Tag Archives: women walking

Banos de Montemayor to Calzada de Bejar

It was raining as I wound my way out of this steep little town on narrow cobbled streets. At the top of the village the original paving stones of the original Roman road are still perfectly in place, and they lead you over the mountain top. It is quite a feeling to walk over the mountain pass on a 2000 year old road. The views of the green valley, shrouded in mists, were breathtaking. The land is terraced with stone walls to gain extra farm land.
Once at the summit, the road wound quietly down to the river on stone-walled paths. The landscape is very green and damp, with a profusion of ferns, moss, and purple wisteria.  There were sections of rocky peaks above, with huge boulders scattered among the cows. The valley is lined by beautiful trees and dotted with stone cottages. Rainbows danced across the hills when the sun emerged. it was quiet except for the rushing of the river and the singing of the birds.
The river is named the Rio Cuerpo de Hombre, or the “River of the Body of Man”. I wonder if the tributaries are named “The head of Man”, “The arm of Man”, “The leg of Man”, etc. to make up the whole “Body of Man”!
Just as I was pushing up a steep hill, I was feeling lonely. I wished I had someone to share this experience with, and I thought of the prayer:
I said to the angel,who stood at the portal of the new year,’Give me a light so I can safely walk to the uncertainty.” He looked at me and replied, “Just go out into the darkness and put your hand in the hand of God! This is better than a thousand lights, and safer than a known way.”
Just then a Camino moment of magic occurred. I looked up, and walking toward me was my Spanish friend Taqui! We hugged and laughed. I was so happy to see a friendly face. He had received my email just this morning telling him approximately where I would be walking for the next few days. He immediately drove to Calzada de Bejar and started walking toward me.  It was perfect timing because we met just 10 minutes from the village.
At the Albergue I paid for my spot because I had reserved it. I told them to let someone else have my place who needed a bed, as I was going with Taqui. There was an excited conversation in French, Spanish, and English as we explained to the Hospitalero and the other Pilgrims who I was and how Taqui and I met.  On my first Camino, Taqui was a Hospitalero (volunteer host) at the St. Francis of Assissi Pilgrims Hostal in Tosantos. Taqui and Jose Luis created a warm and loving environment, and as a result, it was a spiritual turning point for me. I always regretted not being able to tell Taqui and Jose Luis what important work they were doing, and how it changed lives. Two years later, through a series of emails resulting from my book, I found that Taqui’s lady lives only a few hours from me in the Seattle, Washington. Taqui and Robbie came to my house in January, only a few months ago, and we began a new kind of  friendship.  Once we are Pilgrims, we become part of a global community who share a very powerful common experience. The world seems like a much smaller and better place, full of friends with good intentions. This seems more like a miracle than a coincidence to me!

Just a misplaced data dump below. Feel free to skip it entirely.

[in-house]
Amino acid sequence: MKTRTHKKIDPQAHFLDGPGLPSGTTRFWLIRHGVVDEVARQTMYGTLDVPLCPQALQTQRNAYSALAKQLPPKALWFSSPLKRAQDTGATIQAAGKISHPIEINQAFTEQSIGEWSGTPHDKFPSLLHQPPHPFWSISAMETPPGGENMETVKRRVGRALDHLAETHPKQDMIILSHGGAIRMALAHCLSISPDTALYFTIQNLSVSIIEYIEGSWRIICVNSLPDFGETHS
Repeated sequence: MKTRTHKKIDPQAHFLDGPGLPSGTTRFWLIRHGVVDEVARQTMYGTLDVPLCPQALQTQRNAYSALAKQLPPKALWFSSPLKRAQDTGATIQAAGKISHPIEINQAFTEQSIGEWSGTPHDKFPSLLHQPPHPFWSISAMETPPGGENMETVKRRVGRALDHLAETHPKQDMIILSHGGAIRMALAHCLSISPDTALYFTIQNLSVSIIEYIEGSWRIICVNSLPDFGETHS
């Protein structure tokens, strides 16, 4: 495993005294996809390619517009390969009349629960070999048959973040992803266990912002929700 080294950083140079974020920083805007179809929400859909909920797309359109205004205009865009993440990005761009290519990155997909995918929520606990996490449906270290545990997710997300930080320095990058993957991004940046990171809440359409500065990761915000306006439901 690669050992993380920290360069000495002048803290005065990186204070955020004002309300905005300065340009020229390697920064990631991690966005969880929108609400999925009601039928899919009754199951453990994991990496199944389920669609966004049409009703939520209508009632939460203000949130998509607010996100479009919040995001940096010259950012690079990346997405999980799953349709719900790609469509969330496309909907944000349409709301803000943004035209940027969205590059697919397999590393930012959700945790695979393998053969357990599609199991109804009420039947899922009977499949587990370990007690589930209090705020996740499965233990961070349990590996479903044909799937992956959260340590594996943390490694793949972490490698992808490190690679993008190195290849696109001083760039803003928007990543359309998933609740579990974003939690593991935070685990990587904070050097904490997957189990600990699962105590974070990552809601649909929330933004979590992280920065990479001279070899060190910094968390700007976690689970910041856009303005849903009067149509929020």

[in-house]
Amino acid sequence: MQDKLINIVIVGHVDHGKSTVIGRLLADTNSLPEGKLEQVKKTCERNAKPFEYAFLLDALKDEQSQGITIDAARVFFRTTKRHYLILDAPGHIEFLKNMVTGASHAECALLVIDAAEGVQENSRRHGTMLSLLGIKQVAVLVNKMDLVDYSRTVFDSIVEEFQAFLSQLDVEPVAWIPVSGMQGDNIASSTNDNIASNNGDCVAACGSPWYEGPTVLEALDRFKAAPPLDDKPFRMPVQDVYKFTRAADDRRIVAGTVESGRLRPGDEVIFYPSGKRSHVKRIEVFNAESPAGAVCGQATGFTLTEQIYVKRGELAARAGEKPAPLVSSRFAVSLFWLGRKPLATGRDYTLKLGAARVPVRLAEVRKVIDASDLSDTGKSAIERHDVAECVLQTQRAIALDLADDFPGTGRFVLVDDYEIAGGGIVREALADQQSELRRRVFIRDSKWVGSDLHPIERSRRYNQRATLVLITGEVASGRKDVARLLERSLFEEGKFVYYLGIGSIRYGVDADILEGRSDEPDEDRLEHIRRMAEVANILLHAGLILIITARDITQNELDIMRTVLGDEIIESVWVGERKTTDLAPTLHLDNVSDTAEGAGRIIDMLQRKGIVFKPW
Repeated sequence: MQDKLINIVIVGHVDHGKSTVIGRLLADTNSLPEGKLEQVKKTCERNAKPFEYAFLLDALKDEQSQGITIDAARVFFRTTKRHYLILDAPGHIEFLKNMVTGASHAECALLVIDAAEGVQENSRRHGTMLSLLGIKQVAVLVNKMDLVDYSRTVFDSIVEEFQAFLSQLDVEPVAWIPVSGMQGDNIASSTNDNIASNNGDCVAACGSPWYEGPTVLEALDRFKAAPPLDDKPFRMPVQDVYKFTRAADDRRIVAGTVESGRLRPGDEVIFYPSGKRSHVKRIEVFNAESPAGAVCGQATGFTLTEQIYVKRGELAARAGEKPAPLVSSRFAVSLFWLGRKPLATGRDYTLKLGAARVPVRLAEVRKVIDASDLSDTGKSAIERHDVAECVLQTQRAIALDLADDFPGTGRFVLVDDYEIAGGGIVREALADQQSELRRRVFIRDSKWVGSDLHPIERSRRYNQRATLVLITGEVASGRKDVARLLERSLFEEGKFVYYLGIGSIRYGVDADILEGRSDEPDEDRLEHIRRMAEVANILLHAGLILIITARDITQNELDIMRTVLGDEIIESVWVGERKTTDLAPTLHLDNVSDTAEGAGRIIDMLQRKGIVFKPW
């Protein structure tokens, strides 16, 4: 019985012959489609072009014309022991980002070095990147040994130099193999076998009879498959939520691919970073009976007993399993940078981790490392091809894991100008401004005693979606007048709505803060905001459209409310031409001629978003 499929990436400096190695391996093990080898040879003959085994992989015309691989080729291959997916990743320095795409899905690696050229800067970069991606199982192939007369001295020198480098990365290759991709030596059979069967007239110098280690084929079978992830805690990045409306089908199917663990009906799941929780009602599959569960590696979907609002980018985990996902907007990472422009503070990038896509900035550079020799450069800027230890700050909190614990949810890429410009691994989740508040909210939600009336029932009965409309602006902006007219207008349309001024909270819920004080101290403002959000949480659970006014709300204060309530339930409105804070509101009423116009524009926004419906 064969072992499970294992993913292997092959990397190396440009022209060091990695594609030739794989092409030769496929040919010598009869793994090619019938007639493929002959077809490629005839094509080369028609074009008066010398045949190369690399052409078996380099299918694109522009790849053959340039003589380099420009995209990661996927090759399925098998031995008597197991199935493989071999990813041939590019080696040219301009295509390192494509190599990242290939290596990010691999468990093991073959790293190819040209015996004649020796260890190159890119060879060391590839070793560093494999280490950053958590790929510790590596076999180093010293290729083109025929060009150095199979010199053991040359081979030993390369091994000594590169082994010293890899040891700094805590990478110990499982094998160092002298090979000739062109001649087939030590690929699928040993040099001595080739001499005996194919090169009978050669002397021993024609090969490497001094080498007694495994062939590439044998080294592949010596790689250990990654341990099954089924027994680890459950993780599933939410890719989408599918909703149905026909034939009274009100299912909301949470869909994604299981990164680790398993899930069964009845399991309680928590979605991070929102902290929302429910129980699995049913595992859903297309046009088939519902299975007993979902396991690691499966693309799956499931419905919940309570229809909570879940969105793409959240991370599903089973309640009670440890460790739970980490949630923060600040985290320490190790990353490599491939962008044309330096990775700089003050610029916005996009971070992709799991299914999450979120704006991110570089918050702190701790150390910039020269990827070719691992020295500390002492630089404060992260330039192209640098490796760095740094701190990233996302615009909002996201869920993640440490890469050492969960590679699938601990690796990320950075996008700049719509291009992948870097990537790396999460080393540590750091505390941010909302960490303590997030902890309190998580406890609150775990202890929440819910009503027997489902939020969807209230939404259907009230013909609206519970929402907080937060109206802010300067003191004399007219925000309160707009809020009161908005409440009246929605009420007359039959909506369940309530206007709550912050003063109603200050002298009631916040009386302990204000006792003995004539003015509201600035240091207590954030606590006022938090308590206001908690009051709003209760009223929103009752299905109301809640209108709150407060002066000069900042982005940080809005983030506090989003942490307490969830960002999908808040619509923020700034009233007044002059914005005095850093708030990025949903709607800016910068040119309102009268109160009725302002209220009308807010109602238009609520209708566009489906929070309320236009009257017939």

Distance from Banos de Montemayor to Calzada de Bejar= 7.5  Miles /12 Kilometers

Actual Distance Walked= 12.68 Miles / 20.5  Kilometers

Accommodations= Private Albergue Alba Soraya, 28 places, 8 Euro. This is a friendly, nice Albergue, located just where you need it after finishing the climb out of the valley. They serve very good food upon request.

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The Horses of Andalucia

The horses are fantastically beautiful here. You see guys just prancing down the street on them. It has been said that an Andalucian man without his horse is like a matador without his cape. These beautiful creatures  have been a source of pride and an integral part of the Spanish culture in work, leisure, battle and every day life for centuries.

When the Romans came to Spain around 200 BC they were very impressed by the Andalucian horses. Centuries later, when the Moors conquered the area, they prized them highly and bred them with Arabian and Berber horses. Their blood lines have spread throughout the world, helping to establish the royal horses of Denmark (The Fredriksborg), the Austrian Kladruber, several British breeds, and the famous Lipizzaners of Austria, to name a few. They were also taken to the Americas by the Conquistadors, establishing horses in the New World for the first time since prehistory. This is the horse that became “The very cornerstone of classical riding.” Whether they are used as carriage horses, working on ranches , in competition, or for pure pleasure,  their gentle temperament combined with a graceful, ballet like stride they are a national treasure.

About 50 per cent of Andalusians are usually grey or white, the rest being bay or black. I find this odd, because light-colored horses sunburn! You would think that in a hot, sun drenched country evolution would have produced more horses with dark coloring.

The saddles that I have seen the local men riding have very unusual stirrups that are about 6 or 8 inches wide, supporting the rider’s entire foot.  The saddles have very high seat backs, and they come up in the front but do not have a saddle horn. However, they look very secure. The riders usually have very tall beautiful boots.   Last night I saw a man on a beautiful gray horse, and I did a thumbs up. I told him “Muy guapo!”, or very handsome. He laughed and smiled, waving a great big “Muchas Gracias!” I meant the horse was handsome, but if he thought I meant he was handsome, I guess no harm was done. I can see I need to be more clear in what I say!


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